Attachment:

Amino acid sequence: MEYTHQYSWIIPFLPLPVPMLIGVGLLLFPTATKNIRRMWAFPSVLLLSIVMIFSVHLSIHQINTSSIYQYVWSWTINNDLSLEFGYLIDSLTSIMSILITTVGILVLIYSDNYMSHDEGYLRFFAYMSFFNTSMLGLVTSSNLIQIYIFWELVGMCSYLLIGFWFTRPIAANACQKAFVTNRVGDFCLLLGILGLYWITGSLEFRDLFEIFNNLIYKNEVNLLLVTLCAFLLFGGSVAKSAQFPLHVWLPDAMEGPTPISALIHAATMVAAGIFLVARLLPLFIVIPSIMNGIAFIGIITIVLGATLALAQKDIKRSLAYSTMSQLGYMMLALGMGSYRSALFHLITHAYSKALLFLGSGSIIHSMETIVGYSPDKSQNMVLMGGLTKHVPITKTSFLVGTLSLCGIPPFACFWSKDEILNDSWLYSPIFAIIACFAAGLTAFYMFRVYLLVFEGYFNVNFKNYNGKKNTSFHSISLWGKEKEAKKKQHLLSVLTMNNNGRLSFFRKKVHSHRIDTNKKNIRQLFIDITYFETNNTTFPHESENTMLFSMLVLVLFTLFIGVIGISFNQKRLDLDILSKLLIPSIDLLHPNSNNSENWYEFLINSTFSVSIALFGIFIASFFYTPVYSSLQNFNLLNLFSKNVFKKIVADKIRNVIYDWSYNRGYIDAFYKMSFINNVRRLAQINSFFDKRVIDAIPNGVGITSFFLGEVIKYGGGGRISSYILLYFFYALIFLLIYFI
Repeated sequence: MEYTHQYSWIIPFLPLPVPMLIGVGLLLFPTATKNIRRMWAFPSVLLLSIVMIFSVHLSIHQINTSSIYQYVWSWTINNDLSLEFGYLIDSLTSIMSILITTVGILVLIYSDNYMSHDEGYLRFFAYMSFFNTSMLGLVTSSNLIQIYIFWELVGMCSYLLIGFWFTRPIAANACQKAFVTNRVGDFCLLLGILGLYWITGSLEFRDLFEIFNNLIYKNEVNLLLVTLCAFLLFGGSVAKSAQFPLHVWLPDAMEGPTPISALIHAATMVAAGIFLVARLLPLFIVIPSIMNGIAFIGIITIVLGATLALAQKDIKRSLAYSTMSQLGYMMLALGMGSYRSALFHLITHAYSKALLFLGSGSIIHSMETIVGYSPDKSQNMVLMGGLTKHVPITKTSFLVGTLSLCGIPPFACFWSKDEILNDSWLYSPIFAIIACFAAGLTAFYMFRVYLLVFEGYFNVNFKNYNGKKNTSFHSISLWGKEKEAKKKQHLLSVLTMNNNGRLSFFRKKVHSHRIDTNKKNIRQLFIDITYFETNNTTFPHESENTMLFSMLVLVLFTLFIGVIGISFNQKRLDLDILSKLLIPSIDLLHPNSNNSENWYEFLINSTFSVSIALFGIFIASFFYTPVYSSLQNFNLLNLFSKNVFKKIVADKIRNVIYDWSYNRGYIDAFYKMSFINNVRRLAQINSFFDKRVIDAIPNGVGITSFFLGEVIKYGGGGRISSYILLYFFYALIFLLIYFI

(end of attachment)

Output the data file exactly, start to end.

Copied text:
Amino acid sequence: MEYTHQYSWIIPFLPLPVPMLIGVGLLLFPTATKNIRRMWAFPSVLLLSIVMIFSVHLSIHQINTSSIYQYVWSWTINNDLSLEFGYLIDSLTSIMSILITTVGILVLIYSDNYMSHDEGYLRFFAYMSFFNTSMLGLVTSSNLIQIYIFWELVGMCSYLLIGFWFTRPIAANACQKAFVTNRVGDFCLLLGILGLYWITGSLEFRDLFEIFNNLIYKNEVNLLLVTLCAFLLFGGSVAKSAQFPLHVWLPDAMEGPTPISALIHAATMVAAGIFLVARLLPLFIVIPSIMNGIAFIGIITIVLGATLALAQKDIKRSLAYSTMSQLGYMMLALGMGSYRSALFHLITHAYSKALLFLGSGSIIHSMETIVGYSPDKSQNMVLMGGLTKHVPITKTSFLVGTLSLCGIPPFACFWSKDEILNDSWLYSPIFAIIACFAAGLTAFYMFRVYLLVFEGYFNVNFKNYNGKKNTSFHSISLWGKEKEAKKKQHLLSVLTMNNNGRLSFFRKKVHSHRIDTNKKNIRQLFIDITYFETNNTTFPHESENTMLFSMLVLVLFTLFIGVIGISFNQKRLDLDILSKLLIPSIDLLHPNSNNSENWYEFLINSTFSVSIALFGIFIASFFYTPVYSSLQNFNLLNLFSKNVFKKIVADKIRNVIYDWSYNRGYIDAFYKMSFINNVRRLAQINSFFDKRVIDAIPNGVGITSFFLGEVIKYGGGGRISSYILLYFFYALIFLLIYFI
Repeated sequence: MEYTHQYSWIIPFLPLPVPMLIGVGLLLFPTATKNIRRMWAFPSVLLLSIVMIFSVHLSIHQINTSSIYQYVWSWTINNDLSLEFGYLIDSLTSIMSILITTVGILVLIYSDNYMSHDEGYLRFFAYMSFFNTSMLGLVTSSNLIQIYIFWELVGMCSYLLIGFWFTRPIAANACQKAFVTNRVGDFCLLLGILGLYWITGSLEFRDLFEIFNNLIYKNEVNLLLVTLCAFLLFGGSVAKSAQFPLHVWLPDAMEGPTPISALIHAATMVAAGIFLVARLLPLFIVIPSIMNGIAFIGIITIVLGATLALAQKDIKRSLAYSTMSQLGYMMLALGMGSYRSALFHLITHAYSKALLFLGSGSIIHSMETIVGYSPDKSQNMVLMGGLTKHVPITKTSFLVGTLSLCGIPPFACFWSKDEILNDSWLYSPIFAIIACFAAGLTAFYMFRVYLLVFEGYFNVNFKNYNGKKNTSFHSISLWGKEKEAKKKQHLLSVLTMNNNGRLSFFRKKVHSHRIDTNKKNIRQLFIDITYFETNNTTFPHESENTMLFSMLVLVLFTLFIGVIGISFNQKRLDLDILSKLLIPSIDLLHPNSNNSENWYEFLINSTFSVSIALFGIFIASFFYTPVYSSLQNFNLLNLFSKNVFKKIVADKIRNVIYDWSYNRGYIDAFYKMSFINNVRRLAQINSFFDKRVIDAIPNGVGITSFFLGEVIKYGGGGRISSYILLYFFYALIFLLIYFI